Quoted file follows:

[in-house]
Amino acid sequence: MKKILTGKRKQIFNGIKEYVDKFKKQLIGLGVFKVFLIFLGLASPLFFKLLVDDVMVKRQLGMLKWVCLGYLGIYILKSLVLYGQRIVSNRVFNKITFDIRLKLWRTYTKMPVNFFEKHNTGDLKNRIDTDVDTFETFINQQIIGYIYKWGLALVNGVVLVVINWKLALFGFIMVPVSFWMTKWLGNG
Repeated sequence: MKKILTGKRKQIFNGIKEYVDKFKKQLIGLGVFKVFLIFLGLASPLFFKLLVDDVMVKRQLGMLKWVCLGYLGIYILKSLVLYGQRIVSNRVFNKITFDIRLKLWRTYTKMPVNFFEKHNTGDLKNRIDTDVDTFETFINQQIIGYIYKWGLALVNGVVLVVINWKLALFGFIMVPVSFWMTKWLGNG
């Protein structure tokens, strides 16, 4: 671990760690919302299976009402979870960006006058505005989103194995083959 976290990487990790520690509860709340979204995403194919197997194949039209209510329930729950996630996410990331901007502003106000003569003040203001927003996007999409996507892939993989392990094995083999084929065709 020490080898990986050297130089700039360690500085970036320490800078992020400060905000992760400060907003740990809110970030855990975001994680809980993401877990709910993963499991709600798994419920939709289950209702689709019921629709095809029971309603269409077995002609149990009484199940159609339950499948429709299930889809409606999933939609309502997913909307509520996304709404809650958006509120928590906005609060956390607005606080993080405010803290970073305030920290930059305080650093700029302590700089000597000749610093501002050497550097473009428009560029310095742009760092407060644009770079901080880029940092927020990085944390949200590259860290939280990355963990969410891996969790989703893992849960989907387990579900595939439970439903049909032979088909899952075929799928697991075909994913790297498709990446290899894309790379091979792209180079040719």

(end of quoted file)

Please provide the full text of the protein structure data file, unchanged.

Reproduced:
[in-house]
Amino acid sequence: MKKILTGKRKQIFNGIKEYVDKFKKQLIGLGVFKVFLIFLGLASPLFFKLLVDDVMVKRQLGMLKWVCLGYLGIYILKSLVLYGQRIVSNRVFNKITFDIRLKLWRTYTKMPVNFFEKHNTGDLKNRIDTDVDTFETFINQQIIGYIYKWGLALVNGVVLVVINWKLALFGFIMVPVSFWMTKWLGNG
Repeated sequence: MKKILTGKRKQIFNGIKEYVDKFKKQLIGLGVFKVFLIFLGLASPLFFKLLVDDVMVKRQLGMLKWVCLGYLGIYILKSLVLYGQRIVSNRVFNKITFDIRLKLWRTYTKMPVNFFEKHNTGDLKNRIDTDVDTFETFINQQIIGYIYKWGLALVNGVVLVVINWKLALFGFIMVPVSFWMTKWLGNG
């Protein structure tokens, strides 16, 4: 671990760690919302299976009402979870960006006058505005989103194995083959 976290990487990790520690509860709340979204995403194919197997194949039209209510329930729950996630996410990331901007502003106000003569003040203001927003996007999409996507892939993989392990094995083999084929065709 020490080898990986050297130089700039360690500085970036320490800078992020400060905000992760400060907003740990809110970030855990975001994680809980993401877990709910993963499991709600798994419920939709289950209702689709019921629709095809029971309603269409077995002609149990009484199940159609339950499948429709299930889809409606999933939609309502997913909307509520996304709404809650958006509120928590906005609060956390607005606080993080405010803290970073305030920290930059305080650093700029302590700089000597000749610093501002050497550097473009428009560029310095742009760092407060644009770079901080880029940092927020990085944390949200590259860290939280990355963990969410891996969790989703893992849960989907387990579900595939439970439903049909032979088909899952075929799928697991075909994913790297498709990446290899894309790379091979792209180079040719």